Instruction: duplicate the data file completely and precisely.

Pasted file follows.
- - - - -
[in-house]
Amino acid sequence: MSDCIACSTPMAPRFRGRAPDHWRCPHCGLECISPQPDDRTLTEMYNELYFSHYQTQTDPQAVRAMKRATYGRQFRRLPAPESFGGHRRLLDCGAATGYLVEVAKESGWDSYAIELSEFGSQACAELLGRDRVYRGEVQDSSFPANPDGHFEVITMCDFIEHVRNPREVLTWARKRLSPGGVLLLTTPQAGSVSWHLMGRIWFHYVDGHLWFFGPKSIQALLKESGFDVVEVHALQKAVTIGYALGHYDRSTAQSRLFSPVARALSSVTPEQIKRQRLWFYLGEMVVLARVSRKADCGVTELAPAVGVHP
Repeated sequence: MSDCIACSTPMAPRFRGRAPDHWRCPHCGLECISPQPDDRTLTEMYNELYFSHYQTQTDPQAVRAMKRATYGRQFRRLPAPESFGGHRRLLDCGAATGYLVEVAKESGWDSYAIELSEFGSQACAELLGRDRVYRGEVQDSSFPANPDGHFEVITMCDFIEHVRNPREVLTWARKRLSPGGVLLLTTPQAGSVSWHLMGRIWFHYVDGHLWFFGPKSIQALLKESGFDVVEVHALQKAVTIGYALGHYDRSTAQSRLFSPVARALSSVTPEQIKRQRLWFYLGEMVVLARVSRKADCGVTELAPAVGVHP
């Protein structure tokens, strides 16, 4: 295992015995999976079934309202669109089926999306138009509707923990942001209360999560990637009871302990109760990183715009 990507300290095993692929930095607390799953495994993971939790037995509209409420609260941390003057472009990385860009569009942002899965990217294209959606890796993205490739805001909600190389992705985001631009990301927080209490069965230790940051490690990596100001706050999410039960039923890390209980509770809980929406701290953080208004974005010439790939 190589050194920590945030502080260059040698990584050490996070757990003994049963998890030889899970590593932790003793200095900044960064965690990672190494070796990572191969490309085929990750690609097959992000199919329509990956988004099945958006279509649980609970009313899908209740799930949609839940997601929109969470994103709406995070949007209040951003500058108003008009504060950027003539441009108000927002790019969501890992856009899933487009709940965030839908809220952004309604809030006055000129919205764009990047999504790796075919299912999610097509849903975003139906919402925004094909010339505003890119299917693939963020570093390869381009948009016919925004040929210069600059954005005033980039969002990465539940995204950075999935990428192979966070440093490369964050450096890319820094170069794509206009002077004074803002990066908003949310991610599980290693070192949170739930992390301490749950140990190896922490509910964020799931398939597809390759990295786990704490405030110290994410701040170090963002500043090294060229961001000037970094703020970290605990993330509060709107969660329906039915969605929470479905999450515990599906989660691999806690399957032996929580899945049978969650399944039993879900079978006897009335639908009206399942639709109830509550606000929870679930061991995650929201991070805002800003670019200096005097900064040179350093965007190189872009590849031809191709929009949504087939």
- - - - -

[in-house]
Amino acid sequence: MSDCIACSTPMAPRFRGRAPDHWRCPHCGLECISPQPDDRTLTEMYNELYFSHYQTQTDPQAVRAMKRATYGRQFRRLPAPESFGGHRRLLDCGAATGYLVEVAKESGWDSYAIELSEFGSQACAELLGRDRVYRGEVQDSSFPANPDGHFEVITMCDFIEHVRNPREVLTWARKRLSPGGVLLLTTPQAGSVSWHLMGRIWFHYVDGHLWFFGPKSIQALLKESGFDVVEVHALQKAVTIGYALGHYDRSTAQSRLFSPVARALSSVTPEQIKRQRLWFYLGEMVVLARVSRKADCGVTELAPAVGVHP
Repeated sequence: MSDCIACSTPMAPRFRGRAPDHWRCPHCGLECISPQPDDRTLTEMYNELYFSHYQTQTDPQAVRAMKRATYGRQFRRLPAPESFGGHRRLLDCGAATGYLVEVAKESGWDSYAIELSEFGSQACAELLGRDRVYRGEVQDSSFPANPDGHFEVITMCDFIEHVRNPREVLTWARKRLSPGGVLLLTTPQAGSVSWHLMGRIWFHYVDGHLWFFGPKSIQALLKESGFDVVEVHALQKAVTIGYALGHYDRSTAQSRLFSPVARALSSVTPEQIKRQRLWFYLGEMVVLARVSRKADCGVTELAPAVGVHP
């Protein structure tokens, strides 16, 4: 295992015995999976079934309202669109089926999306138009509707923990942001209360999560990637009871302990109760990183715009 990507300290095993692929930095607390799953495994993971939790037995509209409420609260941390003057472009990385860009569009942002899965990217294209959606890796993205490739805001909600190389992705985001631009990301927080209490069965230790940051490690990596100001706050999410039960039923890390209980509770809980929406701290953080208004974005010439790939 190589050194920590945030502080260059040698990584050490996070757990003994049963998890030889899970590593932790003793200095900044960064965690990672190494070796990572191969490309085929990750690609097959992000199919329509990956988004099945958006279509649980609970009313899908209740799930949609839940997601929109969470994103709406995070949007209040951003500058108003008009504060950027003539441009108000927002790019969501890992856009899933487009709940965030839908809220952004309604809030006055000129919205764009990047999504790796075919299912999610097509849903975003139906919402925004094909010339505003890119299917693939963020570093390869381009948009016919925004040929210069600059954005005033980039969002990465539940995204950075999935990428192979966070440093490369964050450096890319820094170069794509206009002077004074803002990066908003949310991610599980290693070192949170739930992390301490749950140990190896922490509910964020799931398939597809390759990295786990704490405030110290994410701040170090963002500043090294060229961001000037970094703020970290605990993330509060709107969660329906039915969605929470479905999450515990599906989660691999806690399957032996929580899945049978969650399944039993879900079978006897009335639908009206399942639709109830509550606000929870679930061991995650929201991070805002800003670019200096005097900064040179350093965007190189872009590849031809191709929009949504087939």